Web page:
GLOBAL warming is a problem that needs to be addressed by all nations worldwide, including Malaysia.
Sabah is also not spared from the effects of global warming due to developments and improper planning of projects.
One of the worst and frequent effects of these are floods.
Over the past years, areas like Penampang and even around the city have suffered from flash floods, mud floods and other forms of floods.
Some say the situation worsened after the 2015 Mount Kinabalu quake, which shook and shattered the grounds, resulting in sedimentation of earth, rocks, uprooted trees and other debris in rivers.
Rivers thus became shallower and murkier.
Ministers and officials have blamed this situation on the increasingly frequent floods in areas like Kota Belud as well as water shortages caused by clogged pipes that lead to damaged water treatment plants.
Floods happen after every downpour, disrupting the lives of many villagers who have to slowly adapt to the situation by altering their lifestyles. This includes building homes on higher grounds and buying speed boats for emergency use.
Assistance given by non-governmental organisations and government bodies are never enough for them to properly rebuild their lives, more so for those with no proper income.
Some don’t get any help because they are either too far off the grid or are ineligible for assistance due to their financial status.
As we know, mainly the poor and hardcore poor can get welfare aid but not all of them get aid.
Even those with jobs find themselves emptying their savings to clean up their houses after the floods and replace damaged items.
Insurance companies do not pay for such disasters, although some have now started introducing insurance packages that include flooding.
In September last year, Sabah saw one of its worst floods in years occurring in the Sugud area of Penampang, not too far from Kota Kinabalu.
Hundreds of homes were destroyed, with several deaths reported.
Rescue personnel such as firemen had a tough time getting to flooded areas due to geographical and safety reasons.
The worst part was, the floods in these areas — which housed dozens of villages — kept recurring over the next month or two.
Victims had not even managed to clean up or rebuild their homes before they found themselves facing another incident of flood, again and again.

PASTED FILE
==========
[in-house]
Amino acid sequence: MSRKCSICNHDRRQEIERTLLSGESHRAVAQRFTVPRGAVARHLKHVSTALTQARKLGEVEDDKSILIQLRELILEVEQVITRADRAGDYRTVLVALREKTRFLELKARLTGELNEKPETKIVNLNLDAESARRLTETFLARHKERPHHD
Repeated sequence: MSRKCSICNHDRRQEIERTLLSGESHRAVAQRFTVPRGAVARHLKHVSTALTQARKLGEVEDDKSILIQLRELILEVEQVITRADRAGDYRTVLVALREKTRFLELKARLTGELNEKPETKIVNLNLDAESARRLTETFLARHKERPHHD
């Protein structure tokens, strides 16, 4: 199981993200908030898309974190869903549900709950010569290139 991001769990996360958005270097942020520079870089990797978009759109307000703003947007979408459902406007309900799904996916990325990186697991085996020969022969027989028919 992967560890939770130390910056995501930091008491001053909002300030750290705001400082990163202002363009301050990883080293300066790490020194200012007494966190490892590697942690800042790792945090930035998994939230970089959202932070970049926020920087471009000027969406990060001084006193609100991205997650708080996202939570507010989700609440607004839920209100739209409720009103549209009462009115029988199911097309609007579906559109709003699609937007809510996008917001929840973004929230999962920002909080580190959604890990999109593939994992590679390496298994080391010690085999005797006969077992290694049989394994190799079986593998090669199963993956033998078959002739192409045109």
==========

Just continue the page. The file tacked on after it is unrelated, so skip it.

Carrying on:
Water and electricity became a crucial issue as the supply was cut off for quite a long time due to the floods.
The heart-warming part was that many people quickly turned to social media to highlight the matter and call for aid.
Many NGOs wasted no time in gathering volunteers and raising funds.
The NGOs got emergency help to flood victims on time, continuously for over a month.
They provided food, water and basic necessities like mattresses as well as used clothes.
One of them who had made an impact was media influencer Adam Shamil who single-handedly started a movement to help victims by coming up with plans that would benefit villagers in the long run aside from giving food, water and money.
This included having water tanks installed and purchasing several units of emergency boats besides extending assistance to neighbouring villages and fire victims, which he had not initially planned.
He explained that this was possible due to outpouring support from netizens who helped raise over RM220,000 compared to his initial plan to raise RM50,000 for the victims.
Many people trusted Adam to manage their donations.
They allowed him to do what he felt was useful for flood victims because he posted every single transaction.
The government also came forth to render assistance.
Yes, victims received financial aid from the government, machinery was sent in to help clean up the mud-inundated roads and homes but the situation was still far from okay.
Undeniably, the NGOs collectively seem to be doing much better in helping the flood victims.
Until today, many of these victims’ homes have not been totally cleaned as work is being done manually whereas heavy machinery is needed to do the job properly.
Sabah being a state rich with natural resources should at least enjoy basic necessities, including infrastructure.
However, that is far from the case here.
Everything is so expensive here, even a run-down house costs more than a decent-sized home in most Malaysian states.
Roads here are often described as hazardous to drive on, and recently dubbed “the moon on earth” by Sabahans due to the potholes.
Excuses made to look like reasonable causes for delay in implementation are repeatedly made.
Flood victims have gone from being hopeful to giving up waiting for government aid that truly makes a difference.
So, I say, instead of focusing on “futuristic” projects, the government should focus on providing people with the basics first.
The Sabah government should also relook at plans to construct a multimillion-ringgit sky train.
Instead, it should use the funds to fix infrastructure problems and provide what is necessary for Sabahans.